Updated: May 26
sketch (2019) Meaning No Meaning watercolour on paper
So as I dig deeper into my work and reflect on it, I notice a few things:
The work is increasingly abstract and disconnected with subject. Though I see traces of what I was painting all of it has more to do with shape, line, colour and the ‘division of space’ than anything else. At the end of one section I even give a sketch the title ‘meaning, no meaning’.
Varied use of space
Work switches from dense and layered to open and sometimes minimal, then back again.
Text appears and reappears – more as mark than theme, often in response to what I have made, rather than as a trigger for making it. It is often obscured, scribbled or painted over so that only fragments of it are showing. I cannot follow some of what is being recorded even though I wrote it.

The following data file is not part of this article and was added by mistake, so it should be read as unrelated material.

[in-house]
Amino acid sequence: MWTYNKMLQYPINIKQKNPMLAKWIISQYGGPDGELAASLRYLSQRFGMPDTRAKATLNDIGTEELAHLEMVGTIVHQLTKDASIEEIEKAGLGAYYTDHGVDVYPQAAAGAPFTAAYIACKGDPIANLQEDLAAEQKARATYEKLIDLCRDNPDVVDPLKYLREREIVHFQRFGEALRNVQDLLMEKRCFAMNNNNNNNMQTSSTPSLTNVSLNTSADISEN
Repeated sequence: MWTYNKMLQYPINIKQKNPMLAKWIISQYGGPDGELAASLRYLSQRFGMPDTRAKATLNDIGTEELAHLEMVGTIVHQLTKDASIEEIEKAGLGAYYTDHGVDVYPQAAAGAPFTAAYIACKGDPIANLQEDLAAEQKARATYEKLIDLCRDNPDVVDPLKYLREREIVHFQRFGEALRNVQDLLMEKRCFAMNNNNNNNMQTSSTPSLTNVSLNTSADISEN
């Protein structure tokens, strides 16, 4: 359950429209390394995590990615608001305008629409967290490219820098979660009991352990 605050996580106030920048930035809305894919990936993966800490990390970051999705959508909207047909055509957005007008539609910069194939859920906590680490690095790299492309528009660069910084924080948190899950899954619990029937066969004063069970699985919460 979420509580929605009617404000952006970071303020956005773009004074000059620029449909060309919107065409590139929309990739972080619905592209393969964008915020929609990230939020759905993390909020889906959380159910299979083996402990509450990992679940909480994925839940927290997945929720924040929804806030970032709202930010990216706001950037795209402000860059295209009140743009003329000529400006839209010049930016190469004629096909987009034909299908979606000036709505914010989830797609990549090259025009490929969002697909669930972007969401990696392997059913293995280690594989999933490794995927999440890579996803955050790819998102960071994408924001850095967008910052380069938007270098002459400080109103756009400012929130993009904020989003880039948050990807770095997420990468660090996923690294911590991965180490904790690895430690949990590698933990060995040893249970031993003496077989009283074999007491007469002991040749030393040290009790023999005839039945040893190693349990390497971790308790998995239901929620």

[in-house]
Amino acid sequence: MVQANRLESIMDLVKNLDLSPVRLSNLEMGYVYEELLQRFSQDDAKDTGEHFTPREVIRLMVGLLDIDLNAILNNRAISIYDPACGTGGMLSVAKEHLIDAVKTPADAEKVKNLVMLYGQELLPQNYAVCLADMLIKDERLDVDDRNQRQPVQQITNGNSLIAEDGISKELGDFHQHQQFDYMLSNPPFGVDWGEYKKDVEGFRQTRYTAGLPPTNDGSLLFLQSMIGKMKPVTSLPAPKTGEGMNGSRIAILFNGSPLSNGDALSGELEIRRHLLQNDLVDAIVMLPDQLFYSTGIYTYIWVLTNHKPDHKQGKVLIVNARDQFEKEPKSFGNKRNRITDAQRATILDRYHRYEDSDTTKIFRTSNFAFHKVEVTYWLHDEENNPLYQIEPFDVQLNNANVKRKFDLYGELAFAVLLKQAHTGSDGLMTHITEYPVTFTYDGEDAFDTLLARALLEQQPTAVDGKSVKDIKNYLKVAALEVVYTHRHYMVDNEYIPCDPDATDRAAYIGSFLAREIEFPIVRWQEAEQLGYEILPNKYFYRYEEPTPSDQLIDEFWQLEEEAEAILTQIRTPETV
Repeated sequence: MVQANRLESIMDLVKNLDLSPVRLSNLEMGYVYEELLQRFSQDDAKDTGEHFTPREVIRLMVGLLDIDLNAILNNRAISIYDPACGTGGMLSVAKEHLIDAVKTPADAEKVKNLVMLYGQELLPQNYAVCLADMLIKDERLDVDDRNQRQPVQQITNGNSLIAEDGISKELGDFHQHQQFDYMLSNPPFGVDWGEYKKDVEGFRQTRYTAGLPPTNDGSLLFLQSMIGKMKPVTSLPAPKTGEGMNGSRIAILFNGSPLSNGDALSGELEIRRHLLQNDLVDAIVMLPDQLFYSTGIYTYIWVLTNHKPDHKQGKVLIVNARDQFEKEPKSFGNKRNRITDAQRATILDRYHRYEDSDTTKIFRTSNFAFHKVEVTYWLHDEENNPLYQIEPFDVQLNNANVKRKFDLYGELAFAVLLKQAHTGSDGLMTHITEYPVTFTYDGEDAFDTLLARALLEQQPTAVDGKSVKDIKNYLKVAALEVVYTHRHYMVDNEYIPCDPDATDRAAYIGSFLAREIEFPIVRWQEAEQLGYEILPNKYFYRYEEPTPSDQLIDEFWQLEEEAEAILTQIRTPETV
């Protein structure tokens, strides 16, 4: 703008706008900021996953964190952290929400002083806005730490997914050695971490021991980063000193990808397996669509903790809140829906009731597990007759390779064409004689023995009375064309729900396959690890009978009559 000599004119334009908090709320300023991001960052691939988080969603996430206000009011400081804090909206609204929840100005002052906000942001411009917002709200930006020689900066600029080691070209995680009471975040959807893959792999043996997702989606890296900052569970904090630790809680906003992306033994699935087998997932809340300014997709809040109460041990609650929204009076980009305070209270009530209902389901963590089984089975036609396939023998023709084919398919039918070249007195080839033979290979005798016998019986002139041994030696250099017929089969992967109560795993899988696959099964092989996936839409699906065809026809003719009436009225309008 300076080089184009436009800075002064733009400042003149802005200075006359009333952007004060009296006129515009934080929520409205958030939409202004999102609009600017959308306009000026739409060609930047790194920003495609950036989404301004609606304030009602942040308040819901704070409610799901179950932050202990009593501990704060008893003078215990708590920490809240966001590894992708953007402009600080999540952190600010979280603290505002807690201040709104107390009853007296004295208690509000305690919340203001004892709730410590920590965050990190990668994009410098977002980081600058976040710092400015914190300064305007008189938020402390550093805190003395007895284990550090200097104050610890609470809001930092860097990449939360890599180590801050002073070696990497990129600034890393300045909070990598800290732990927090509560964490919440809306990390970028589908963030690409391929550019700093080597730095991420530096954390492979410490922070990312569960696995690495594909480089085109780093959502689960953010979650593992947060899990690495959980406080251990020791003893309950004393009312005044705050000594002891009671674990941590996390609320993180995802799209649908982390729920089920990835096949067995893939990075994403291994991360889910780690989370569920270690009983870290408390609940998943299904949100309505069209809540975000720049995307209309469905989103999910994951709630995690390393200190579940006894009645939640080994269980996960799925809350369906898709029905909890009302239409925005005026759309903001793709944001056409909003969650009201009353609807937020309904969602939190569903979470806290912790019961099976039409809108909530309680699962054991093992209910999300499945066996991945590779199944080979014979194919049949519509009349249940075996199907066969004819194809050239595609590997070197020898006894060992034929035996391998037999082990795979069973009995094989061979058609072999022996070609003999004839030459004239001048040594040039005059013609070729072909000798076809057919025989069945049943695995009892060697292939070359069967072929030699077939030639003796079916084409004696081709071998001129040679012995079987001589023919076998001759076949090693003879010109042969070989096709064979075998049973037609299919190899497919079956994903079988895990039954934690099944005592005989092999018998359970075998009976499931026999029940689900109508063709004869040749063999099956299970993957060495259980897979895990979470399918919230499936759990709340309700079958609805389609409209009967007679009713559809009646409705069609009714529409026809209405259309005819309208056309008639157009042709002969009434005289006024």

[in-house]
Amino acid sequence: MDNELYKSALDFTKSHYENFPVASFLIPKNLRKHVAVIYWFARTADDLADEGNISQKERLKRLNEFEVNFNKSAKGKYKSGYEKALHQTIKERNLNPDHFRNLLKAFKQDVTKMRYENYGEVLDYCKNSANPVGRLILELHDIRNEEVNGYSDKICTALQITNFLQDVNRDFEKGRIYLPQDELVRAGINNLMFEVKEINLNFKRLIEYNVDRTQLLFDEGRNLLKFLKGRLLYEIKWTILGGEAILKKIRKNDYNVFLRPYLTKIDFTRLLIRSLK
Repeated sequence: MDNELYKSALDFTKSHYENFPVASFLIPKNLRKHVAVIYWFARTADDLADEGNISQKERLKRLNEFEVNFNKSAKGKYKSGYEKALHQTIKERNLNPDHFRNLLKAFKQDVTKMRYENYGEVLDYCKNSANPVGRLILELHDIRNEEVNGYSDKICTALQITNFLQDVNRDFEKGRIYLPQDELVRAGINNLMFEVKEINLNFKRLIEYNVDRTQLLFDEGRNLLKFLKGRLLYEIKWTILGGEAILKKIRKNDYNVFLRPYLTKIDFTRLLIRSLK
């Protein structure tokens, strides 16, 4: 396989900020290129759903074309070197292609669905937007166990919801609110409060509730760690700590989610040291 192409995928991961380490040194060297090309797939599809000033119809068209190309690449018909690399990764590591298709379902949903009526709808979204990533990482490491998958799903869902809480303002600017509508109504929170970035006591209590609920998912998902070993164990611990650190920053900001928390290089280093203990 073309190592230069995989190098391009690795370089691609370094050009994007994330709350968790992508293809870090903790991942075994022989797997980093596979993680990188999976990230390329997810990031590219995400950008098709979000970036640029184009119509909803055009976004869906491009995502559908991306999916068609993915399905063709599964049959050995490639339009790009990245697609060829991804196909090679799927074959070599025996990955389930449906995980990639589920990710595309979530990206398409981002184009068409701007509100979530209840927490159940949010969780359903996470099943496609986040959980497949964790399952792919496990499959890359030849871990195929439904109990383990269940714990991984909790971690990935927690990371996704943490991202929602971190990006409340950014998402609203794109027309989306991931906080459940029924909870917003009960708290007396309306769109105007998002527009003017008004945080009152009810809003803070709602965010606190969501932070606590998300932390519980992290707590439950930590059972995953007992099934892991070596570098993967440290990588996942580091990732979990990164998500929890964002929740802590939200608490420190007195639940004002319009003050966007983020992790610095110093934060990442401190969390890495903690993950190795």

Colours vary from intense and bright through to earth but the words 'pale and pastel' (some might say subtle) do not come naturally to mind.
The marks are spontaneous, quick and entirely unorganised. They seem to form into something themsleves though.
I think these should be made into more work. Proper work. Which, by way of explanation, for me, means big paintings in acrylic, probably on canvas, because its ‘proper work’. But how do you replicate something which is more or less spontaneous and random?
It is at this point I abandon what I had been doing alongside the sketching….making watercolour works in narrative series based on myths, legends and poems. This was also a project when I started it but its now effectively put on hold or abandoned. I don’t know yet, even though I liked it and enjoyed doing it. But I am bored with it and the shiny newness of revisiting my sketchbooks in big acrylics or oils has got my attention.